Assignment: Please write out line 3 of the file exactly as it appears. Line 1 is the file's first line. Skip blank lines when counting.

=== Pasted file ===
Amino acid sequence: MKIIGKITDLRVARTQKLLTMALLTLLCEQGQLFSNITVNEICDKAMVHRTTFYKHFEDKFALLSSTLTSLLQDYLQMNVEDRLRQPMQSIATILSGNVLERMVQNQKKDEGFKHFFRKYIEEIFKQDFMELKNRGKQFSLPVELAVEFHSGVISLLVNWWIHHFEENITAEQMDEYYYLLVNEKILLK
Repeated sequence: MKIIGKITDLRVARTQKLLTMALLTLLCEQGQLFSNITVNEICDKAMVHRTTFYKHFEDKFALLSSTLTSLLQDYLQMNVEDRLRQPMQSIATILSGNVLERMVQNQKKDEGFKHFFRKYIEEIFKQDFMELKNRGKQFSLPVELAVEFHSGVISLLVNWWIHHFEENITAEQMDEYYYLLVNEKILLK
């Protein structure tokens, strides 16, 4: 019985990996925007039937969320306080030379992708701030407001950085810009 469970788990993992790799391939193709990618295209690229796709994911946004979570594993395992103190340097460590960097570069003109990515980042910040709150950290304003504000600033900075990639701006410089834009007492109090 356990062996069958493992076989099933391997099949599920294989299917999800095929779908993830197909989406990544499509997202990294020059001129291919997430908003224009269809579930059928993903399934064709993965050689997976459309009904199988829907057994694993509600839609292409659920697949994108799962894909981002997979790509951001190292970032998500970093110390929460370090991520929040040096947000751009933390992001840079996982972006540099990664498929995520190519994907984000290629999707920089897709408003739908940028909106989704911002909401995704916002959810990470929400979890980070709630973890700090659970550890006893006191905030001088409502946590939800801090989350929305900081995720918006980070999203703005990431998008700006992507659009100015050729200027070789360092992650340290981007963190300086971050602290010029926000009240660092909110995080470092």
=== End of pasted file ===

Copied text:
């Protein structure tokens, strides 16, 4: 019985990996925007039937969320306080030379992708701030407001950085810009 469970788990993992790799391939193709990618295209690229796709994911946004979570594993395992103190340097460590960097570069003109990515980042910040709150950290304003504000600033900075990639701006410089834009007492109090 356990062996069958493992076989099933391997099949599920294989299917999800095929779908993830197909989406990544499509997202990294020059001129291919997430908003224009269809579930059928993903399934064709993965050689997976459309009904199988829907057994694993509600839609292409659920697949994108799962894909981002997979790509951001190292970032998500970093110390929460370090991520929040040096947000751009933390992001840079996982972006540099990664498929995520190519994907984000290629999707920089897709408003739908940028909106989704911002909401995704916002959810990470929400979890980070709630973890700090659970550890006893006191905030001088409502946590939800801090989350929305900081995720918006980070999203703005990431998008700006992507659009100015050729200027070789360092992650340290981007963190300086971050602290010029926000009240660092909110995080470092």